The first time you travel with children really feels like travelling for the first time all together. Suddenly you are questioning everything you have known about travelling before. Where do I go? How do I get there? Where do I stay? What do I pack? What documents do I need? What do I do when I am there? Even the most seasoned and spontaneous traveller and minimalist packer (me) suddenly acts like they are moving house, not going on a quick weekend trip to see the grandparents. But the first trip for new parents besides going to see family to show off the little bubba, is usually a city trip. Having done my fair share of travelling I do not claim to be an expert but will share some of my tips here that work for my family. Perhaps I can make your first excursion less daunting
Where to go: if you ask me, I think there is no such a thing as a child friendly or unfriendly city. Consider what city suits you and your style. I have found that either the infrastructure is child friendly or the people. Question is: Do you need changing tables, worry about cleanliness or want to be able to buy a certain type of organic baby milk? Or is it more important to you that the environment and culture is inviting for your baby/ children. I personally tend to favour the latter. I am willing to sacrifice changing table access etc for warm-hearted southern people that are all just dying to take my baby. I remember a particularly lovely dinner in Istanbul where the table next to us with three elderly couples spent the entire evening cooing over our baby (back then only one). Handing off your bubba to total strangers and no child friendly infrastructure sound like a nightmare to you? Then perhaps Northern European cities are more your speed. Ultimately your little one will be comfortable when you are. It might not remember the Eiffel Tower but feel and reflect back when you are happy.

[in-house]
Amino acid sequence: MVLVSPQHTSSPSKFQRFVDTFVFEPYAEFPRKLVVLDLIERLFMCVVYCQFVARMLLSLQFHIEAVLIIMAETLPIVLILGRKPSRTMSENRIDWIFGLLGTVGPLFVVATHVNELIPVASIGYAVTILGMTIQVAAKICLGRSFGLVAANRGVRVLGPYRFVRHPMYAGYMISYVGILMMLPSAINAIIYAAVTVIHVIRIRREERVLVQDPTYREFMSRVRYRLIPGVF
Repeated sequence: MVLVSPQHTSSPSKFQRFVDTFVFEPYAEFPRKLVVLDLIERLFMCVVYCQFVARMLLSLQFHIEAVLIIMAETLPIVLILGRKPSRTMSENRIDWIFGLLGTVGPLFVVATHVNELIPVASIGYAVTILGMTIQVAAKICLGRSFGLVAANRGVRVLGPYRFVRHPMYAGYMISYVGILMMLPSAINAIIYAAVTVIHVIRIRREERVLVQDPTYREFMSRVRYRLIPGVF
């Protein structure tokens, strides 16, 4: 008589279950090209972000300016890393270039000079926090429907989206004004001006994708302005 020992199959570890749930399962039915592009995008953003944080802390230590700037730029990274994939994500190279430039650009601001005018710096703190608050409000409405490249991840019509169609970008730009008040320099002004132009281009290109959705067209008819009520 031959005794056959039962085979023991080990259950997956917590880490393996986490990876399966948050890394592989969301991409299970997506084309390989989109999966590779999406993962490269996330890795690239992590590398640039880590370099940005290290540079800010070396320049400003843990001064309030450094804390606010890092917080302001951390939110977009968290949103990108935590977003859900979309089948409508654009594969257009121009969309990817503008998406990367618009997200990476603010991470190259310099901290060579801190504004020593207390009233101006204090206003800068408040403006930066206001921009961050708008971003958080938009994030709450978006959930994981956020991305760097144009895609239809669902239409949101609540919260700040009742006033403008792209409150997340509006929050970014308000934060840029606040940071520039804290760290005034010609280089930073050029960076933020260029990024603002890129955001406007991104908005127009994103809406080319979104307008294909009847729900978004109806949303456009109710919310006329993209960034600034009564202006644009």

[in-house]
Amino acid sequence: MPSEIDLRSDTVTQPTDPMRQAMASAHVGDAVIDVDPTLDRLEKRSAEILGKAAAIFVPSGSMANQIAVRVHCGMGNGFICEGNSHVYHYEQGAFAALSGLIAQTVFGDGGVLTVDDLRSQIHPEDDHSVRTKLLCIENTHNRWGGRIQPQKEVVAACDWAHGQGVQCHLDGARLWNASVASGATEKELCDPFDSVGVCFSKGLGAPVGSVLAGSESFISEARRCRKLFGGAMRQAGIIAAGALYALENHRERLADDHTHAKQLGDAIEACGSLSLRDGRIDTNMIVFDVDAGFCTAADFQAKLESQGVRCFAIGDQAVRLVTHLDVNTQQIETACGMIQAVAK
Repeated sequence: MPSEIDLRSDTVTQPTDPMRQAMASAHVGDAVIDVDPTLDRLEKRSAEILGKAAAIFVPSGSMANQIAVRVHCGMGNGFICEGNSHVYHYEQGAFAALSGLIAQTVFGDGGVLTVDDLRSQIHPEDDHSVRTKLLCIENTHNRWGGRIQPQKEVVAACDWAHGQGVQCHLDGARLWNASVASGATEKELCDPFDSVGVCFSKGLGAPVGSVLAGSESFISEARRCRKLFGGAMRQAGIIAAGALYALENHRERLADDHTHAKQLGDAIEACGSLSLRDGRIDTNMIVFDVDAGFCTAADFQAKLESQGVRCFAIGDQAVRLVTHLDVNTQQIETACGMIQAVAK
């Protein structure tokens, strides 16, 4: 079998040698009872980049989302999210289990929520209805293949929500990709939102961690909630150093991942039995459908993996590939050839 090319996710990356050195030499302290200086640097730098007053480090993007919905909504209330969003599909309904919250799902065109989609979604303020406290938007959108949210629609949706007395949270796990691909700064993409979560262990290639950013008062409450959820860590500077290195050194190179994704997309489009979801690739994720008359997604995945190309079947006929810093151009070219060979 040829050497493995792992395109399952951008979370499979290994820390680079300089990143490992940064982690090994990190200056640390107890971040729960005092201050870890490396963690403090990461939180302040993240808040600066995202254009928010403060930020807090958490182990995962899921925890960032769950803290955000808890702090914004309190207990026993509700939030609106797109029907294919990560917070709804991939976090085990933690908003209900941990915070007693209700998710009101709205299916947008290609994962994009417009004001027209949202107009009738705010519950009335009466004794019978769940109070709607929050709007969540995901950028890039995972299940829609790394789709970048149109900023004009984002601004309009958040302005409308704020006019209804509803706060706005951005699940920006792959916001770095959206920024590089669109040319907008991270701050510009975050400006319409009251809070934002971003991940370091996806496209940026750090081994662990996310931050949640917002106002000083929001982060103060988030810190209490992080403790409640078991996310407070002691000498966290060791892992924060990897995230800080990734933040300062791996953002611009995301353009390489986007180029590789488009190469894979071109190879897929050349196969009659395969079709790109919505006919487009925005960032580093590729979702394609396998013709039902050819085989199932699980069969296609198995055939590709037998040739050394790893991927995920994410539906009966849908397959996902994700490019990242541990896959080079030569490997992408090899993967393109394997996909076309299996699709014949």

What to pack: luggage quantity seems to explode when having children. The rule apparently is: the smaller the person, the bigger the suitcase. First consider buying all things like pampers, wipes and food at your destination. Take plenty of spare clothes but consider having a colour code so everything goes with everything and you can layer according to the weather. Will you be able to wash at your destination? Great! You don’t have to pack that much. Toys are really not needed except for the journey to get there. Babies and children will see a lot there and if you need a toy after all a nice souvenir is a good idea too.